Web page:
4. Utilize external libraries: Arduino community libraries can provide additional functionalities for generating high frequencies. Libraries like the TimerOne and TimerThree libraries can help you leverage the built-in timer/counters more efficiently and generate precise high-frequency signals.

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Answers (4)

Walter Roberson
Walter Roberson on 16 Aug 2022
If you are using the USB connector, and if you are transfering each sample individually, not many people manage to get more than 40 Hz or so. The theoretical limit is 1000 packets per second (with roughly 1000 bytes of data each time.)
If you are using an ethernet connection, the theoretical rate is significantly higher. I do not know what the practical limit is.
Some people are getting higher serial port rates with add-on ports; https://www.avrfreaks.net/forum/mega2560-board-usb-connection-speed
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MUSTAFA on 19 Aug 2022
Can u please put a link for hardware and any other detachment that will be needed for this , another question after getting all of these ,can I still use simulink for flushing the codes , or there more thinks i may need to do in order to use the simulink , thanks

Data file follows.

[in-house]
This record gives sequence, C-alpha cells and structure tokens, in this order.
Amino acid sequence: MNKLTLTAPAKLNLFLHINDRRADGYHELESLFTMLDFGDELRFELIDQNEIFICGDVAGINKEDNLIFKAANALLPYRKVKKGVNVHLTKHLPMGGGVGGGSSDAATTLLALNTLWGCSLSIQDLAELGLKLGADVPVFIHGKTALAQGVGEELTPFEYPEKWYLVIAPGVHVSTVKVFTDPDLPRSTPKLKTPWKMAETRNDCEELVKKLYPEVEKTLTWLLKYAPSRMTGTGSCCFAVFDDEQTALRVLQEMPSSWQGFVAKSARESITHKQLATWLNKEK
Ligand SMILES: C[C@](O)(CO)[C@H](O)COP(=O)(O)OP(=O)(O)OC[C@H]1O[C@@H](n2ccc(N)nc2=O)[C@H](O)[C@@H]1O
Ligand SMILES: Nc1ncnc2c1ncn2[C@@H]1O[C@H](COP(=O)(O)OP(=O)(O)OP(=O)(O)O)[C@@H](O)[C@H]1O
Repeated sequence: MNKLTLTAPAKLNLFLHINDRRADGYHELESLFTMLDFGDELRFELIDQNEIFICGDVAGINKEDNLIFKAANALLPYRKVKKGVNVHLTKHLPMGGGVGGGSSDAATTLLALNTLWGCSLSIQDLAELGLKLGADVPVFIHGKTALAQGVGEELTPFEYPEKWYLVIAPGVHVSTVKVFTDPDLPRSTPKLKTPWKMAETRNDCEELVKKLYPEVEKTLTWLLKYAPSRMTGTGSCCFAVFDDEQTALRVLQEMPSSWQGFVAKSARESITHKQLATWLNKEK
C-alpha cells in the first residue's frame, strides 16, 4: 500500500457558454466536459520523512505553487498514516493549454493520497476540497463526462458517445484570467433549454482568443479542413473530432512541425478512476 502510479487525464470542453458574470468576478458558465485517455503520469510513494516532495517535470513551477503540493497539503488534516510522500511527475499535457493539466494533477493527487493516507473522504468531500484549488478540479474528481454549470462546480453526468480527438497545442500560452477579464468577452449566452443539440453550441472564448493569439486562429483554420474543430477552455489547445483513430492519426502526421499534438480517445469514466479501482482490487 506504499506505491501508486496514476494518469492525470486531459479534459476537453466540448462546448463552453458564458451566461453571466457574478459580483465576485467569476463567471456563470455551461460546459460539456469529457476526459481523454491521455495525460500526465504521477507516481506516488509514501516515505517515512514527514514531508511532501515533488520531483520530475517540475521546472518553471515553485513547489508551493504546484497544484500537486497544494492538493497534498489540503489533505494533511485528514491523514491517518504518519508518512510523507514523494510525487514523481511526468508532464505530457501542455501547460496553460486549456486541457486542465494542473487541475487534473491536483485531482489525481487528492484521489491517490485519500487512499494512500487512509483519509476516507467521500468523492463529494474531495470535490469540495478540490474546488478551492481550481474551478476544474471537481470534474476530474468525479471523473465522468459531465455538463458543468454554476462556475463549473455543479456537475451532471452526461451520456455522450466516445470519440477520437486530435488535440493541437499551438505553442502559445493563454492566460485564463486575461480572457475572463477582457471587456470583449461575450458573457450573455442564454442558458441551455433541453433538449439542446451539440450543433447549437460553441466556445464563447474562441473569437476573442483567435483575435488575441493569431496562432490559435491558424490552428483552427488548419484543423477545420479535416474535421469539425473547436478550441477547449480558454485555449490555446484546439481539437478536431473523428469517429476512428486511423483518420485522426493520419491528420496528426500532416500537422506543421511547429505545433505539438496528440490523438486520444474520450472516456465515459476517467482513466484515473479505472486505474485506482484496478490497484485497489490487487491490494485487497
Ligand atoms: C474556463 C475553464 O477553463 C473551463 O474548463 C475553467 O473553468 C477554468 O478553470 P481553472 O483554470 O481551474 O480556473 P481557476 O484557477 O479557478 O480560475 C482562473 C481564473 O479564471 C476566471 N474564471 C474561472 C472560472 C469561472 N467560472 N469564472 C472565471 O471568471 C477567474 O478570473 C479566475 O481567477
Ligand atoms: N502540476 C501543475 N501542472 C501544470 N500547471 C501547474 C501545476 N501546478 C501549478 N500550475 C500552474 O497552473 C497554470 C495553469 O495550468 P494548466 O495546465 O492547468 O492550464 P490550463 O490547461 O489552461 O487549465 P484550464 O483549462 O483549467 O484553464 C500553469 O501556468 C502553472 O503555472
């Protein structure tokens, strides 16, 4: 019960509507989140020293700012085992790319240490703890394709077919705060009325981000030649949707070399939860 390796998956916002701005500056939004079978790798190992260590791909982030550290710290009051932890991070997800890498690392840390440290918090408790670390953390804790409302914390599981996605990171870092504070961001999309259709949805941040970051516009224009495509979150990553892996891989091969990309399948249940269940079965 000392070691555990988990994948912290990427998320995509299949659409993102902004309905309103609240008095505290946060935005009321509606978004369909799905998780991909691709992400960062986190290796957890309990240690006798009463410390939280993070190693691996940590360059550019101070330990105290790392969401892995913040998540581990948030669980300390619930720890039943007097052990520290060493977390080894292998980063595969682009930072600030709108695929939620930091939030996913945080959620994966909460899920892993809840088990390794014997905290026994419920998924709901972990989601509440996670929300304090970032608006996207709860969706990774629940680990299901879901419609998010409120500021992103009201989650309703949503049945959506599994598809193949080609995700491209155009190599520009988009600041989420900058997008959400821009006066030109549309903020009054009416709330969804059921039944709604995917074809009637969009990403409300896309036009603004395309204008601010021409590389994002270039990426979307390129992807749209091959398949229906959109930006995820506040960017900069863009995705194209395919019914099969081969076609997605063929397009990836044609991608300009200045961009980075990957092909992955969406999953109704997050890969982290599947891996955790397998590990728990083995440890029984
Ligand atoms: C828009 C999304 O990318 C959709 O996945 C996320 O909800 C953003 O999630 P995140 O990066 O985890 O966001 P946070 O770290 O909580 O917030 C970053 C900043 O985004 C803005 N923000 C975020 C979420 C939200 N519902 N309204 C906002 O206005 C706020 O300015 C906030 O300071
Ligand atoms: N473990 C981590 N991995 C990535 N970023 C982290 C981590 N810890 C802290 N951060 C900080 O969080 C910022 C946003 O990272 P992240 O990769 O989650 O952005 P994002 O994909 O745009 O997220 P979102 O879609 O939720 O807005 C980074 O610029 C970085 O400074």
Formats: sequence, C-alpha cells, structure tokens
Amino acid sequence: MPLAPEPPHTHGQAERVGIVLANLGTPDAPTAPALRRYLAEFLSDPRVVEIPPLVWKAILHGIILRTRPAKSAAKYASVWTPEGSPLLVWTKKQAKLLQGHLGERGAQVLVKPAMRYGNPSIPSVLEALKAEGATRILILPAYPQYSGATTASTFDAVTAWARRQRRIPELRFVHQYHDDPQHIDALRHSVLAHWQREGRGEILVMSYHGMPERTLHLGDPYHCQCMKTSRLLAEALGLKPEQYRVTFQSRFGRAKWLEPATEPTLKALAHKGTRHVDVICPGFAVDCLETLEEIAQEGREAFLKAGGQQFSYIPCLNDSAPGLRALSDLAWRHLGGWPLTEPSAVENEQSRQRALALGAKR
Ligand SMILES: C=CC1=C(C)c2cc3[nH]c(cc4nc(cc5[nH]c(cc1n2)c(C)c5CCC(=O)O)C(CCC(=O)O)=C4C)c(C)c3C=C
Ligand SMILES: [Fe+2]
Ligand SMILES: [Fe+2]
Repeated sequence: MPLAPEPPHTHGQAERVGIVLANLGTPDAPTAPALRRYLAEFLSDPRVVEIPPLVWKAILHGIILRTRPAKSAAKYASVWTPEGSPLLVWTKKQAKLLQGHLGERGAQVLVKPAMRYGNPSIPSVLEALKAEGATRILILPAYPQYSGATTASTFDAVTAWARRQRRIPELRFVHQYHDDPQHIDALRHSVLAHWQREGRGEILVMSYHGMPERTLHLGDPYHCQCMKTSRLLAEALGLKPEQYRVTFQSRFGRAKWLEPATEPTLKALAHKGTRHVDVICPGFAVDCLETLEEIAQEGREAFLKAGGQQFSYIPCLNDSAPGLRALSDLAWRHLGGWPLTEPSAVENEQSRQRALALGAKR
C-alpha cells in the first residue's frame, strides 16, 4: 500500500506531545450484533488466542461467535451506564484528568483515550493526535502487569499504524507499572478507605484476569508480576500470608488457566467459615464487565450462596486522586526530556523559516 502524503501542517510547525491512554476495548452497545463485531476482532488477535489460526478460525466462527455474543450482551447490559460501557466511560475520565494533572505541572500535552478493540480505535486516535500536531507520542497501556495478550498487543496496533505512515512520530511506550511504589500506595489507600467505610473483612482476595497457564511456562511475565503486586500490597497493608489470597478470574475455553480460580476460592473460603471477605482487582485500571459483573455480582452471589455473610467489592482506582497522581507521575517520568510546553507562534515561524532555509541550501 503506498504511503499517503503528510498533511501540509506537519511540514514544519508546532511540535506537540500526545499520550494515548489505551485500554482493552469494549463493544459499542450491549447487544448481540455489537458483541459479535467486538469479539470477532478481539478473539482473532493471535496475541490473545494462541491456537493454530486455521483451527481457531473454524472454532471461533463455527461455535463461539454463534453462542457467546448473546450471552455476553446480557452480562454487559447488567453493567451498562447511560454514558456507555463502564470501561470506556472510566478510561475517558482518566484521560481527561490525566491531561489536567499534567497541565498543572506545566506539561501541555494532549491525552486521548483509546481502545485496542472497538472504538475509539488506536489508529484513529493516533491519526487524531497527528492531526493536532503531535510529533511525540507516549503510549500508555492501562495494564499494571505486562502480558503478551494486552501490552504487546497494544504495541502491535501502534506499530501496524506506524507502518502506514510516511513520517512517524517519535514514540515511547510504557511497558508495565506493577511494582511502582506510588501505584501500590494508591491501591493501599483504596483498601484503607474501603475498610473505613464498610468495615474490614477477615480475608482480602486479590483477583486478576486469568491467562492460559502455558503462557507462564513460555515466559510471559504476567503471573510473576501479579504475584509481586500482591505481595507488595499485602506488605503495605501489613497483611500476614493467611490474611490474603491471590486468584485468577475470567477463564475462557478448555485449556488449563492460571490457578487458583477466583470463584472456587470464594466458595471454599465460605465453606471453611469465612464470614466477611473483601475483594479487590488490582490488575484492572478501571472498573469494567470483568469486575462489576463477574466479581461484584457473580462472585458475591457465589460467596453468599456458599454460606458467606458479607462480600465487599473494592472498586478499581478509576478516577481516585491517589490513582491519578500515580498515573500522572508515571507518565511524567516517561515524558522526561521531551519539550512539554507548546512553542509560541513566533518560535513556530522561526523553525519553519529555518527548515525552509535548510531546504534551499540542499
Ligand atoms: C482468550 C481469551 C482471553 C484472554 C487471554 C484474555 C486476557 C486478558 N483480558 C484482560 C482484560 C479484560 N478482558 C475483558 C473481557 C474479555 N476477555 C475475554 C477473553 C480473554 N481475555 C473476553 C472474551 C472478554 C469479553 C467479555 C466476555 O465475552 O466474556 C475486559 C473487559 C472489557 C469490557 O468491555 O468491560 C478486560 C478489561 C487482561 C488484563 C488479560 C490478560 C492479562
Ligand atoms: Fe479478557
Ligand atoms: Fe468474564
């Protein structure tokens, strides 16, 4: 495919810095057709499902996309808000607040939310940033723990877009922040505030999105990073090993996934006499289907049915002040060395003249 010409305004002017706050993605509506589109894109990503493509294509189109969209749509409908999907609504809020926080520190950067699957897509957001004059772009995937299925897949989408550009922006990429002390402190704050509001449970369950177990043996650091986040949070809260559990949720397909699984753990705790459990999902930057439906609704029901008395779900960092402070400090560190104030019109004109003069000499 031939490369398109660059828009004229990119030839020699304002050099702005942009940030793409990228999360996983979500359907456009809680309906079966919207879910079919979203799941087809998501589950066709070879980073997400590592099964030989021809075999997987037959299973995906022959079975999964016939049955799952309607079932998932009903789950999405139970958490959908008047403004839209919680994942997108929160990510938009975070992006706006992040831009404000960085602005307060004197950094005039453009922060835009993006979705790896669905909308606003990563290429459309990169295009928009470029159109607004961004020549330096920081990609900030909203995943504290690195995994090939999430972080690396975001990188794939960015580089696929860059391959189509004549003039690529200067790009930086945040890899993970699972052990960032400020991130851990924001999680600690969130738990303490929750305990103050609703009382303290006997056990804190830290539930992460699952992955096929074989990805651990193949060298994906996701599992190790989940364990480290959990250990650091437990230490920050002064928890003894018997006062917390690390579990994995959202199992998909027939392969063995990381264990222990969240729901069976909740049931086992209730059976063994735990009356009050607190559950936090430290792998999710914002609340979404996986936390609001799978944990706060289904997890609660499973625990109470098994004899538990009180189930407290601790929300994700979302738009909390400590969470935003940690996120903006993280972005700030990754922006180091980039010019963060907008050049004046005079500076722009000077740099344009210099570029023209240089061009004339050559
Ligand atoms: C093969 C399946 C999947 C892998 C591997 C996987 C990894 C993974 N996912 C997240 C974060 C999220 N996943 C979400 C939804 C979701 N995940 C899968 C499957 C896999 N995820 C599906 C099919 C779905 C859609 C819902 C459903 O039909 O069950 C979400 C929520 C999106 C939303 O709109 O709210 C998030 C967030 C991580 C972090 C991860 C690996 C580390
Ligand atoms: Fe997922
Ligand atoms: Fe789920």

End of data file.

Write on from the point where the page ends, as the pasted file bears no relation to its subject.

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Arun Kumar
Arun Kumar on 25 Aug 2022
Edited: Arun Kumar on 25 Aug 2022
Hi Mustafa,
Don you mean the PWM frequency?
If yes, then you can specify the PWM frequency in the PWM block by selecting the specify option.
Hope this helps!
MUSTAFA on 25 Aug 2022
Thank u all for ur reply , The question is , can I generate 100 K Hz with arduino . ?
How ?
Arun Kumar
Arun Kumar on 25 Aug 2022
In MATLAB 2020a and later releases, it is possible to generate PWM with higher frequencies on Arduino.
Simply change the desired frequency parameter of the PWM block.
Some pins have certain limitations which is mentioned in the following page: https://www.mathworks.com/help/supportpkg/arduino/ref/pwm.html
Hope this helps.

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Veswin Tang